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A long standing debate in my field is whether or not biologists, who work with computers, need to learn how to program. I usually say “no.” Let the programmers program, the biologists interpret the results, and let everyone can benefit from each other’s expertise. Well, I’ve changed my mind in one respect. Most biologists need…

DNA sequence traces are often used in cases where: We want to identify the source of the nucleic acid. We want to detect drug-resistant variants of human immune deficiency virus. We want to know which base is located at which position, especially where we might be able to diagnose a human disease or determine the…

Last year I wrote about an experiment where I compared a human mitochondrial DNA sequence to primate sequences in the GenBank. Since I wanted to know about the differences between humans, gorillas, and chimps, I used the Entrez query ‘Great Apes’ to limit my search to a set of sequences in the PopSet database that…

Metagenomics is a field where people interrogate the living world by isolating and sequencing nucleic acids. Since all living things have DNA, and viruses have either DNA or RNA, we can identify who’s around by looking at bits of their genome. Researchers are using this approach to find the culprit that’s killing the honeybees. We’re…

The simple fact is this: some DNA sequences are more believable than others. The problem is, that many students and researchers never see any of the metrics that we use for evaluating whether a sequence is “good” and whether a sequence is “bad.” All they see are the base calls and sequences: ATAGATAGACGAGTAG, without any…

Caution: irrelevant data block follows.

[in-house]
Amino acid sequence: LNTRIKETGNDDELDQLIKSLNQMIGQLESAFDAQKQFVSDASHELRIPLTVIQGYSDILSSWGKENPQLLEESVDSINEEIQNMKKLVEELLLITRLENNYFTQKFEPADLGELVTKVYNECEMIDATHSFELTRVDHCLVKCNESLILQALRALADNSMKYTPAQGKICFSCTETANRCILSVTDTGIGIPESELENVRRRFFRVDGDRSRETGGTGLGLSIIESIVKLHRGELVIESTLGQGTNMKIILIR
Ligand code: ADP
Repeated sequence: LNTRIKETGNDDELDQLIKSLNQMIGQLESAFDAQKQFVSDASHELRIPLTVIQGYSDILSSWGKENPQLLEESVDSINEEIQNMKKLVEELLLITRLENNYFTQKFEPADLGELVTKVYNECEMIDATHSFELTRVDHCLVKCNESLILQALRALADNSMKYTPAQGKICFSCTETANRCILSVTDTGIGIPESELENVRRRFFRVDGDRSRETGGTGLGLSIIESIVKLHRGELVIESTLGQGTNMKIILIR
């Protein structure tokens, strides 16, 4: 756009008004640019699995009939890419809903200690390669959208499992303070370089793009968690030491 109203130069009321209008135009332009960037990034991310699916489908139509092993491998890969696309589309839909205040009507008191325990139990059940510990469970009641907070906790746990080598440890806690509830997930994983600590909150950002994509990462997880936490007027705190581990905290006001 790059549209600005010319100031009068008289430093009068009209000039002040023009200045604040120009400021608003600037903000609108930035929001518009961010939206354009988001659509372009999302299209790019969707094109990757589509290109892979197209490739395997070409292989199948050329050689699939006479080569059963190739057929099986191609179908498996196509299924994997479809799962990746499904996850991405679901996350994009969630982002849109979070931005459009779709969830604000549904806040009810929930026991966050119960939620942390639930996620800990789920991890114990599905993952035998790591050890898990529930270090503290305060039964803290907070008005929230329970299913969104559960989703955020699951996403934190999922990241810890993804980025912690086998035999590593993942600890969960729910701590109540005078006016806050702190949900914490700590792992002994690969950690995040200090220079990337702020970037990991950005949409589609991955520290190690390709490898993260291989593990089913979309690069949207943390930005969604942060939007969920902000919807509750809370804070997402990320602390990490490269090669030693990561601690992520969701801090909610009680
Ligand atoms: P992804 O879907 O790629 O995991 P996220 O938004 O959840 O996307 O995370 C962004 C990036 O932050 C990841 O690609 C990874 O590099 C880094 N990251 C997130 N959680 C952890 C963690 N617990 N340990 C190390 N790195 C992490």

We have lots of DNA samples from bacteria that were isolated from dirt. Now it’s time to our own metagenomics project and figure out what they are. Our class project is on a much smaller scale than the honeybee metagenomics project that I wrote about yesterday, but we’re using many of the same principles.

The next time you bite into a crisp juicy apple and the tart juices spill out around your tongue, remember the honeybee. Our fall harvest depends heavily on honeybees carrying pollen from plant to plant. Luscious fruits and vegetables wouldn’t grace our table, were it not for the honeybees and other pollinators.

Would you like to have some fun playing with chromatograms and helping our class identify bacteria in the dirt?

California Burning!

The NASA Earth observatory has some amazing photos of the wildfires in California. I’ve put a small version of one image here, but you should go to the NASA site and see the high resolution images. The fires are horrible but the images are fantastic.

Welcome Bio256 students! This quarter, we’re going to do some very cool things. We are going to use bioinformatics resources and tools to investigate some biological questions. My goal, is for you to remember that these resources exist and hopefully, be able to use them when you’re out working in the biotech world. I don’t…